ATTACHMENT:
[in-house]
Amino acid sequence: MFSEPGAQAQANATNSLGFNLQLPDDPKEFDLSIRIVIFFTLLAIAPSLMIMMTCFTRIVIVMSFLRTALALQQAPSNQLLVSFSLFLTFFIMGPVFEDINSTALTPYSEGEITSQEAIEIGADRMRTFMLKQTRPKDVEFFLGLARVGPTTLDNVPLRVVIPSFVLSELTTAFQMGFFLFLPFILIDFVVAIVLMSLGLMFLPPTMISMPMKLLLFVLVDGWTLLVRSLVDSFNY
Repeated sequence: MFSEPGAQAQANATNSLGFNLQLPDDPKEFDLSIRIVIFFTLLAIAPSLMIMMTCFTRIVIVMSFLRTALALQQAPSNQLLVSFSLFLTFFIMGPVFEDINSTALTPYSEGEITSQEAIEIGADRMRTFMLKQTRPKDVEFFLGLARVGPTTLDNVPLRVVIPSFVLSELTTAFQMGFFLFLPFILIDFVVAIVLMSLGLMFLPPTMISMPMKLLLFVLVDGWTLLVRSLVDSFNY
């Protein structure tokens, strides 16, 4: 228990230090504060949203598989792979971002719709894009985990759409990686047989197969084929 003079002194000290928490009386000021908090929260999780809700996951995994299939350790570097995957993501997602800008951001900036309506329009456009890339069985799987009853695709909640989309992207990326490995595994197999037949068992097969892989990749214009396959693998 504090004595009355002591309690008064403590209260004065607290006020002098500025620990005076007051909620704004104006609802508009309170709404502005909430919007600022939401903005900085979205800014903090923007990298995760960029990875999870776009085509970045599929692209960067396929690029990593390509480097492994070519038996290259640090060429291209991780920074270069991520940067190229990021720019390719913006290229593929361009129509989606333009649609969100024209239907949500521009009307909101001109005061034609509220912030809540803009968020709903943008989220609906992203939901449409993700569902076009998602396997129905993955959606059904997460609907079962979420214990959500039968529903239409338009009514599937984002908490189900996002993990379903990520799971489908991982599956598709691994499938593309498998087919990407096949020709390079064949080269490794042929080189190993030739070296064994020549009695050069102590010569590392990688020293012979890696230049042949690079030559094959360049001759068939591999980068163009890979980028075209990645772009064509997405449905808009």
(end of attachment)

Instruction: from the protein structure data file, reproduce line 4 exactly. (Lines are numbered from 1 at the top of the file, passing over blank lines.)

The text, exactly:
């Protein structure tokens, strides 16, 4: 228990230090504060949203598989792979971002719709894009985990759409990686047989197969084929 003079002194000290928490009386000021908090929260999780809700996951995994299939350790570097995957993501997602800008951001900036309506329009456009890339069985799987009853695709909640989309992207990326490995595994197999037949068992097969892989990749214009396959693998 504090004595009355002591309690008064403590209260004065607290006020002098500025620990005076007051909620704004104006609802508009309170709404502005909430919007600022939401903005900085979205800014903090923007990298995760960029990875999870776009085509970045599929692209960067396929690029990593390509480097492994070519038996290259640090060429291209991780920074270069991520940067190229990021720019390719913006290229593929361009129509989606333009649609969100024209239907949500521009009307909101001109005061034609509220912030809540803009968020709903943008989220609906992203939901449409993700569902076009998602396997129905993955959606059904997460609907079962979420214990959500039968529903239409338009009514599937984002908490189900996002993990379903990520799971489908991982599956598709691994499938593309498998087919990407096949020709390079064949080269490794042929080189190993030739070296064994020549009695050069102590010569590392990688020293012979890696230049042949690079030559094959360049001759068939591999980068163009890979980028075209990645772009064509997405449905808009």